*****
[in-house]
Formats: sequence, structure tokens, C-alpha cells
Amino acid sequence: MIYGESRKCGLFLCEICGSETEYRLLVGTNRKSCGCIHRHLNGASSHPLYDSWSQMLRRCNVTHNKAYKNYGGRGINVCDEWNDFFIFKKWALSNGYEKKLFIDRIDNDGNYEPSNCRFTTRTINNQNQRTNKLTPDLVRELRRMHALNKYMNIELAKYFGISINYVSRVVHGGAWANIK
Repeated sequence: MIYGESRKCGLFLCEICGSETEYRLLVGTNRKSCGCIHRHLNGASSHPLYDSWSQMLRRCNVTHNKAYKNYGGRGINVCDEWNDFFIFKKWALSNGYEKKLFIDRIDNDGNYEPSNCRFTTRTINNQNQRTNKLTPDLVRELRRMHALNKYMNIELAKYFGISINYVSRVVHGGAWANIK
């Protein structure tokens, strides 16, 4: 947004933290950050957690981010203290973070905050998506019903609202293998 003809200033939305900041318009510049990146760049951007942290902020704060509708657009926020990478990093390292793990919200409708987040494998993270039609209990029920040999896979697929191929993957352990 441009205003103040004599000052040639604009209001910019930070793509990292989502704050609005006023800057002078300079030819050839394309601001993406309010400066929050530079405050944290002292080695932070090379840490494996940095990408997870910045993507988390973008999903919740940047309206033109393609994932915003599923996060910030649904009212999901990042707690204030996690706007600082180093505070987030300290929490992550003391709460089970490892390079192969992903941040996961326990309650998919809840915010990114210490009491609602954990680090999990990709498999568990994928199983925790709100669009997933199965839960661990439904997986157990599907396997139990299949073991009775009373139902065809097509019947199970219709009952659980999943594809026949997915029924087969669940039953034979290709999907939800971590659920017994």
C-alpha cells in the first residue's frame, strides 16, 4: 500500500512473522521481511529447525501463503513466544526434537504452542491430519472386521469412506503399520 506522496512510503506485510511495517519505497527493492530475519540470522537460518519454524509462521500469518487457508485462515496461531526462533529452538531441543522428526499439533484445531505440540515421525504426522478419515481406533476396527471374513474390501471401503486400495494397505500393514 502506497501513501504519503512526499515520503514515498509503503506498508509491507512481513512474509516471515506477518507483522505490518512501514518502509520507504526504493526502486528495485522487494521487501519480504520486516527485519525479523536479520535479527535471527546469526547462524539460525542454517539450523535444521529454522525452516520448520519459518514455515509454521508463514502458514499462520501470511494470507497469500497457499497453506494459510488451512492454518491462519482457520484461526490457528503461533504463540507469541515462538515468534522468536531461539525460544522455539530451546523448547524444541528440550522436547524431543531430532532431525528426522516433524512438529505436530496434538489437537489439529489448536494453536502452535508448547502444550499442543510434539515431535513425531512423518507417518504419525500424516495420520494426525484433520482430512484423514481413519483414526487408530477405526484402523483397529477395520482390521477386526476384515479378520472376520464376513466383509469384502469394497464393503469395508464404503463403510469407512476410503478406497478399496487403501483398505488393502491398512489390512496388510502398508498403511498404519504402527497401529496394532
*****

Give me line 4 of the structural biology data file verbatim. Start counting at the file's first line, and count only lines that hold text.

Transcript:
Repeated sequence: MIYGESRKCGLFLCEICGSETEYRLLVGTNRKSCGCIHRHLNGASSHPLYDSWSQMLRRCNVTHNKAYKNYGGRGINVCDEWNDFFIFKKWALSNGYEKKLFIDRIDNDGNYEPSNCRFTTRTINNQNQRTNKLTPDLVRELRRMHALNKYMNIELAKYFGISINYVSRVVHGGAWANIK